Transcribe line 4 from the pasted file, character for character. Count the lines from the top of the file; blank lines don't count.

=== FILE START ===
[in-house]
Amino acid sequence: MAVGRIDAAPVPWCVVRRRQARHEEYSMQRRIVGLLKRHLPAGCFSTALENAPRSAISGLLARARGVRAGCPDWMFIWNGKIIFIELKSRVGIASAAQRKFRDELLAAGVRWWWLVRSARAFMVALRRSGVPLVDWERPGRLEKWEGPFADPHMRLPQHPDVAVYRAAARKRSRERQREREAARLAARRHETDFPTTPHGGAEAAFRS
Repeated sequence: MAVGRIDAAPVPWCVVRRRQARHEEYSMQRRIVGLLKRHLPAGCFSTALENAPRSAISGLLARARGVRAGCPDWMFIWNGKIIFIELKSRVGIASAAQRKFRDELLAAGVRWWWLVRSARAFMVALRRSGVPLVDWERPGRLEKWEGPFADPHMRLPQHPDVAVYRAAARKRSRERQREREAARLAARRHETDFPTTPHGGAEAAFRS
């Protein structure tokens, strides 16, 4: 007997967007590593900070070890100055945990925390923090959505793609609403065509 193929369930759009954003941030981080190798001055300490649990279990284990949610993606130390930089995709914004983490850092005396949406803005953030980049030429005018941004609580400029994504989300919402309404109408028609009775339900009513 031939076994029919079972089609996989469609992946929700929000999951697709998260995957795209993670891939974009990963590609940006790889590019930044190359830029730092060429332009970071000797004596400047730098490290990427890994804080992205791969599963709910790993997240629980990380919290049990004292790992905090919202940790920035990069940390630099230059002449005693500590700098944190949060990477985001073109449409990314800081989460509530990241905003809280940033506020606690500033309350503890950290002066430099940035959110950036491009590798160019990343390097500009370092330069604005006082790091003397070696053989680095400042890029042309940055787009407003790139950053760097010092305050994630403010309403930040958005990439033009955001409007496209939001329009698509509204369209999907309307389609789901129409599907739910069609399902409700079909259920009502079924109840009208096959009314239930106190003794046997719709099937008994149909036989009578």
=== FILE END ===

């Protein structure tokens, strides 16, 4: 007997967007590593900070070890100055945990925390923090959505793609609403065509 193929369930759009954003941030981080190798001055300490649990279990284990949610993606130390930089995709914004983490850092005396949406803005953030980049030429005018941004609580400029994504989300919402309404109408028609009775339900009513 031939076994029919079972089609996989469609992946929700929000999951697709998260995957795209993670891939974009990963590609940006790889590019930044190359830029730092060429332009970071000797004596400047730098490290990427890994804080992205791969599963709910790993997240629980990380919290049990004292790992905090919202940790920035990069940390630099230059002449005693500590700098944190949060990477985001073109449409990314800081989460509530990241905003809280940033506020606690500033309350503890950290002066430099940035959110950036491009590798160019990343390097500009370092330069604005006082790091003397070696053989680095400042890029042309940055787009407003790139950053760097010092305050994630403010309403930040958005990439033009955001409007496209939001329009698509509204369209999907309307389609789901129409599907739910069609399902409700079909259920009502079924109840009208096959009314239930106190003794046997719709099937008994149909036989009578």